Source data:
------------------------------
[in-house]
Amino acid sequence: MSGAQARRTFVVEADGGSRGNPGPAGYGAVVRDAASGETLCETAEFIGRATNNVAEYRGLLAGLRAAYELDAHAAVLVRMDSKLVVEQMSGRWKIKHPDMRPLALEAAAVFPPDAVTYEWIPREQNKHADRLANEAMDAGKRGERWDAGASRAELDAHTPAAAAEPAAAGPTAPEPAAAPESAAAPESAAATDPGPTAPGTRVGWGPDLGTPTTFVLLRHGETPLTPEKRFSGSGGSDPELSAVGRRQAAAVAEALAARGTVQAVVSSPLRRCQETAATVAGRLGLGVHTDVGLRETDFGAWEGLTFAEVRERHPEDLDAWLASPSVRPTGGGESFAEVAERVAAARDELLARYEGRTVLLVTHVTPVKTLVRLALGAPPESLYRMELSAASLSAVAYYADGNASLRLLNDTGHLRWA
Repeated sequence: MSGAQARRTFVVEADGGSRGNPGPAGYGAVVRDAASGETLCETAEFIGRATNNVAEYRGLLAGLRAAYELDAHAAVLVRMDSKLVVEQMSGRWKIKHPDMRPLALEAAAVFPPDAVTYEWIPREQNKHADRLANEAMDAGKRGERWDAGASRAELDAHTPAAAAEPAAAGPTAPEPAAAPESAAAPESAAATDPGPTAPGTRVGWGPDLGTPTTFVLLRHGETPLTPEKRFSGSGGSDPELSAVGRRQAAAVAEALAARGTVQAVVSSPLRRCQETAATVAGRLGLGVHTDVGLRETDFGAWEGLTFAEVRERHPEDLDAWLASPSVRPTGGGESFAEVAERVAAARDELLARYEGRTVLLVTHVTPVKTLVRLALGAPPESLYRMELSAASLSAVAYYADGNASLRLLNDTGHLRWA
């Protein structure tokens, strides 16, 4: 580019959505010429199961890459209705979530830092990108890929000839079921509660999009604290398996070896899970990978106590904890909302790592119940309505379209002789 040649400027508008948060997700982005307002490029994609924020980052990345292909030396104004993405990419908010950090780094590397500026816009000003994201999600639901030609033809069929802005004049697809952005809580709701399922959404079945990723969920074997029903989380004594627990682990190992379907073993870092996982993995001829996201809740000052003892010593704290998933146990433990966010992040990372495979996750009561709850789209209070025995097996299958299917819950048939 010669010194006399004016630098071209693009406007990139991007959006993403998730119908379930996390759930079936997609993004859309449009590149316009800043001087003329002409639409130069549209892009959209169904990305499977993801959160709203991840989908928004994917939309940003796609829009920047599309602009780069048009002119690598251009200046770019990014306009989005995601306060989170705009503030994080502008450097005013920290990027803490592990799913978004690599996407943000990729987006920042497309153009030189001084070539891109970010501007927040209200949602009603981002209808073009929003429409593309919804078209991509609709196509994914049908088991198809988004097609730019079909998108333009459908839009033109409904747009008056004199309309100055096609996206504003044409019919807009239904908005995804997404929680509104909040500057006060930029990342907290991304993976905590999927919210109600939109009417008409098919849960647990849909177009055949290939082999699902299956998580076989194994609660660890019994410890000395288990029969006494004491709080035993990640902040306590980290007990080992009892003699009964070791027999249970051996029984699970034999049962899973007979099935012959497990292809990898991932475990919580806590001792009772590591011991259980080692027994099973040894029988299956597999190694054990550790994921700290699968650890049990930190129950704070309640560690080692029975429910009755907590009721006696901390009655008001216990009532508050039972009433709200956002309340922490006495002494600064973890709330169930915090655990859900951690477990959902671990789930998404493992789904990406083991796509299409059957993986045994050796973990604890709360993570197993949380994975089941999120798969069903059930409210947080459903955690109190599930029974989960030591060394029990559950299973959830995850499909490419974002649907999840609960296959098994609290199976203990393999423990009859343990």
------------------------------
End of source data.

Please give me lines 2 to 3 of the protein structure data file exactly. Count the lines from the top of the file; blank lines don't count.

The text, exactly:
Amino acid sequence: MSGAQARRTFVVEADGGSRGNPGPAGYGAVVRDAASGETLCETAEFIGRATNNVAEYRGLLAGLRAAYELDAHAAVLVRMDSKLVVEQMSGRWKIKHPDMRPLALEAAAVFPPDAVTYEWIPREQNKHADRLANEAMDAGKRGERWDAGASRAELDAHTPAAAAEPAAAGPTAPEPAAAPESAAAPESAAATDPGPTAPGTRVGWGPDLGTPTTFVLLRHGETPLTPEKRFSGSGGSDPELSAVGRRQAAAVAEALAARGTVQAVVSSPLRRCQETAATVAGRLGLGVHTDVGLRETDFGAWEGLTFAEVRERHPEDLDAWLASPSVRPTGGGESFAEVAERVAAARDELLARYEGRTVLLVTHVTPVKTLVRLALGAPPESLYRMELSAASLSAVAYYADGNASLRLLNDTGHLRWA
Repeated sequence: MSGAQARRTFVVEADGGSRGNPGPAGYGAVVRDAASGETLCETAEFIGRATNNVAEYRGLLAGLRAAYELDAHAAVLVRMDSKLVVEQMSGRWKIKHPDMRPLALEAAAVFPPDAVTYEWIPREQNKHADRLANEAMDAGKRGERWDAGASRAELDAHTPAAAAEPAAAGPTAPEPAAAPESAAAPESAAATDPGPTAPGTRVGWGPDLGTPTTFVLLRHGETPLTPEKRFSGSGGSDPELSAVGRRQAAAVAEALAARGTVQAVVSSPLRRCQETAATVAGRLGLGVHTDVGLRETDFGAWEGLTFAEVRERHPEDLDAWLASPSVRPTGGGESFAEVAERVAAARDELLARYEGRTVLLVTHVTPVKTLVRLALGAPPESLYRMELSAASLSAVAYYADGNASLRLLNDTGHLRWA